STATE POLICIES

  • Single document (~100pages)
    All QLD Greens Policies
    current as of November 2014

  • Considers pets, farmed, native and wild introduced animals and animals used for entertainment, research and teaching.

  • Biodiversity and ecosystems maintain earth’s life and climate. We must protect and restore as much as possible while considering climate changes.

  • Climate change is the single greatest threat to the viability of ecological systems and human societies. Climate change is already impacting Queensland, yet we contribute substantially and increasingly to global GHG emissions through our coal and gas exports.

  • Coal & coal seam gas (CSG) mined in QLD is a major source of greenhouse gases on a national and global scale. The Greens want to phase out the thermal coal industry and replace it with a jobs-rich, clean energy economy. CSG may prove to be even more damaging to the climate than coal.

  • All individuals have a right to a safe, peaceful and ecologically sustainable existence, free from crime and fear of violence. A just and effective judicial and criminal justice system is essential for Queensland's prosperity into the future.

  • More than twenty years after Queensland last trialled daylight saving, it is now time to trial daylight saving again.

  • The Queensland Parliament must be reformed to reflect the political diversity of the people of Queensland through proportional representation. This includes bringing back the QLD Government Upper House.

  • All people, including those with disabilities, have a right to independence, self-determination and choices in their lives. It is up to government especially to ensure that those with disabilities are afforded every opportunity to live happily within society.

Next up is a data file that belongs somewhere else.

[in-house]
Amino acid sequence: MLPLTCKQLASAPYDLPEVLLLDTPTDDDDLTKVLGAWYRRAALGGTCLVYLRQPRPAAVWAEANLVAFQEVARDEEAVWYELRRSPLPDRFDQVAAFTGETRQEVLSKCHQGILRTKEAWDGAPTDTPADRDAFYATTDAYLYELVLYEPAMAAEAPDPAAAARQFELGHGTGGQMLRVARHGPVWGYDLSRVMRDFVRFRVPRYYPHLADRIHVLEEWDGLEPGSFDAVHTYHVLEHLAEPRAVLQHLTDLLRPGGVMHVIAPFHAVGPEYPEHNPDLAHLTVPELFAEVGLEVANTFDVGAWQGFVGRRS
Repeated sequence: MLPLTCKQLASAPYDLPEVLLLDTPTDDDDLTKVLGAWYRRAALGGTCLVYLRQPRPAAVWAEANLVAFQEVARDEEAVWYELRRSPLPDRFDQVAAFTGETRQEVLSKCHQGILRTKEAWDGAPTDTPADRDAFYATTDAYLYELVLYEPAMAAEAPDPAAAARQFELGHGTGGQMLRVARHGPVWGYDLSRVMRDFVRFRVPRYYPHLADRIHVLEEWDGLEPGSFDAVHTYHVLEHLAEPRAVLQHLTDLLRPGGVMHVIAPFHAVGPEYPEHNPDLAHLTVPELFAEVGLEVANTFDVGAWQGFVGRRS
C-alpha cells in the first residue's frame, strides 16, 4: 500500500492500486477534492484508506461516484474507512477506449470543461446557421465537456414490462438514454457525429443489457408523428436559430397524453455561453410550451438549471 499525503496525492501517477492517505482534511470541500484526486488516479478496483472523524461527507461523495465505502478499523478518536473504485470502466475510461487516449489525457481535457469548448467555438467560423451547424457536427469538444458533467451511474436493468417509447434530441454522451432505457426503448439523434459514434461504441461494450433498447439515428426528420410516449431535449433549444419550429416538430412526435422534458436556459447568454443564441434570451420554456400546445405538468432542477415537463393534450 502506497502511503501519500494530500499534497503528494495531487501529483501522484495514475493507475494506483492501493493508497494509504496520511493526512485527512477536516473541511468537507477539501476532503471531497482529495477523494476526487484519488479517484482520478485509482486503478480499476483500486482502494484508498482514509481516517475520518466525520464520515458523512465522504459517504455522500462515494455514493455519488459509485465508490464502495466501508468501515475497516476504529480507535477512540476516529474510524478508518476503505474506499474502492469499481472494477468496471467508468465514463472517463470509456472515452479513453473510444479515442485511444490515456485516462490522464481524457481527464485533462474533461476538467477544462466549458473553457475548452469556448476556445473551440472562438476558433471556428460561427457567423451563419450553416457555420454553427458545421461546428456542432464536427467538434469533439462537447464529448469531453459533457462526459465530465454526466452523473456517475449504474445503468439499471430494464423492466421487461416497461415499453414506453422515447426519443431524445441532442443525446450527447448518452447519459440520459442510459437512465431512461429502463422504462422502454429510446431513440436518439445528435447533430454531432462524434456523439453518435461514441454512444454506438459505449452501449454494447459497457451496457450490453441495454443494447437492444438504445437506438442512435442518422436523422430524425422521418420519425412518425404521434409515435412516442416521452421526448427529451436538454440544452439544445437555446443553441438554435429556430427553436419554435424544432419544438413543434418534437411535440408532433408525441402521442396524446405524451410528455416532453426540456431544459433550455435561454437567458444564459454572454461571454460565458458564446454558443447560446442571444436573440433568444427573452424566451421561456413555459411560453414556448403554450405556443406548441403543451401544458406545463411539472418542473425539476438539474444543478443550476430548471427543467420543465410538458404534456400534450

• Queensland needs an economy that sustains the needs of its people and nature, now and for future generations. The current single-minded focus of big business and of governments on economic expansion and increased resource consumption is not sustainable.

  • Accessible and affordable education is a necessary underpinning of a vibrant and progressive democracy and is at the heart of a competent, prosperous, fair and sustainable society. Quality education enriches the lives and values of the entire citizenry, allowing all people to have a deeper and more critical understanding of the world around them.

  • Lowering greenhouse gas (GHG) emissions will depend on reducing fossil fuel use. Building a distributed, diverse and competitive energy generation and storage system will minimize the future energy costs for households and businesses.

  • Natural monopolies and essential public services should generally be in public ownership and control. Government financing is the preferred mechanism for funding public infrastructure.

  • Everyone has the right to eat fish and go fishing. Fishing sustainably so future generations can do this requires intelligent management and a practical licensing regime.

  • Flying-foxes act as the only long-range seed disperser and pollinator for a large number of native trees, and are of central importance to the long term health of key ecosystems in Queensland.

  • Agriculture is a vital part of Queensland’s economy and cultural history. Farmers should be celebrated, supported and rewarded for the role they play in producing our food and managing our natural resources.

  • Problem gambling is a serious public health issue that negatively affects individuals, families and communities. No new casino licences should be issued in Queensland.

  • An effective health system must be based on delivering primary health care, include health promotion, illness prevention, timely treatment and rehabilitation, community development and advocacy.

  • The lives and prosperity of indigenous Queenslanders must improve! They need better housing and services in health, education, law and justice. Appropriate economic development will bring employment and prosperity to Indigenous communities.